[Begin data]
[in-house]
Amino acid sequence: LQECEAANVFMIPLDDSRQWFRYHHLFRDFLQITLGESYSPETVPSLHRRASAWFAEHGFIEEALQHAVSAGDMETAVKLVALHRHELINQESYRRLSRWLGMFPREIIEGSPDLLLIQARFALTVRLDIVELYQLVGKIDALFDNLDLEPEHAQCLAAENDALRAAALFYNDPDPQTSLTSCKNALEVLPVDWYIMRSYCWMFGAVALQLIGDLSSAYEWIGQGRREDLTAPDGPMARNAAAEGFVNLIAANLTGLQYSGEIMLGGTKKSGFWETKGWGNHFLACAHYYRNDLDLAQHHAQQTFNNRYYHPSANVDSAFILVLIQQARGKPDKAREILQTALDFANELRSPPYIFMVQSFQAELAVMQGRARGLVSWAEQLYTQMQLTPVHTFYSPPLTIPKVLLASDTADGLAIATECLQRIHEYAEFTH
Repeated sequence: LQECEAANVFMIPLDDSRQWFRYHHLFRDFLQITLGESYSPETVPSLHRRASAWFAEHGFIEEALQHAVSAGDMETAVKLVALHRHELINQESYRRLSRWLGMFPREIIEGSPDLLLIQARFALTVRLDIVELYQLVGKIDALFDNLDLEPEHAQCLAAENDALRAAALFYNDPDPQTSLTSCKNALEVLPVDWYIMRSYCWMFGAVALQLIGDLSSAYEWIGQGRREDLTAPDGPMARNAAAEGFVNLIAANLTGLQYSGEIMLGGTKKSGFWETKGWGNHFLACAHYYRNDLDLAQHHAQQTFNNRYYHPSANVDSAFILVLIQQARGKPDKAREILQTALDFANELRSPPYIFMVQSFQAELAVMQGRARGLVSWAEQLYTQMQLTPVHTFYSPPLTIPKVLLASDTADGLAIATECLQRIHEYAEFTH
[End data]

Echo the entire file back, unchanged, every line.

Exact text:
[in-house]
Amino acid sequence: LQECEAANVFMIPLDDSRQWFRYHHLFRDFLQITLGESYSPETVPSLHRRASAWFAEHGFIEEALQHAVSAGDMETAVKLVALHRHELINQESYRRLSRWLGMFPREIIEGSPDLLLIQARFALTVRLDIVELYQLVGKIDALFDNLDLEPEHAQCLAAENDALRAAALFYNDPDPQTSLTSCKNALEVLPVDWYIMRSYCWMFGAVALQLIGDLSSAYEWIGQGRREDLTAPDGPMARNAAAEGFVNLIAANLTGLQYSGEIMLGGTKKSGFWETKGWGNHFLACAHYYRNDLDLAQHHAQQTFNNRYYHPSANVDSAFILVLIQQARGKPDKAREILQTALDFANELRSPPYIFMVQSFQAELAVMQGRARGLVSWAEQLYTQMQLTPVHTFYSPPLTIPKVLLASDTADGLAIATECLQRIHEYAEFTH
Repeated sequence: LQECEAANVFMIPLDDSRQWFRYHHLFRDFLQITLGESYSPETVPSLHRRASAWFAEHGFIEEALQHAVSAGDMETAVKLVALHRHELINQESYRRLSRWLGMFPREIIEGSPDLLLIQARFALTVRLDIVELYQLVGKIDALFDNLDLEPEHAQCLAAENDALRAAALFYNDPDPQTSLTSCKNALEVLPVDWYIMRSYCWMFGAVALQLIGDLSSAYEWIGQGRREDLTAPDGPMARNAAAEGFVNLIAANLTGLQYSGEIMLGGTKKSGFWETKGWGNHFLACAHYYRNDLDLAQHHAQQTFNNRYYHPSANVDSAFILVLIQQARGKPDKAREILQTALDFANELRSPPYIFMVQSFQAELAVMQGRARGLVSWAEQLYTQMQLTPVHTFYSPPLTIPKVLLASDTADGLAIATECLQRIHEYAEFTH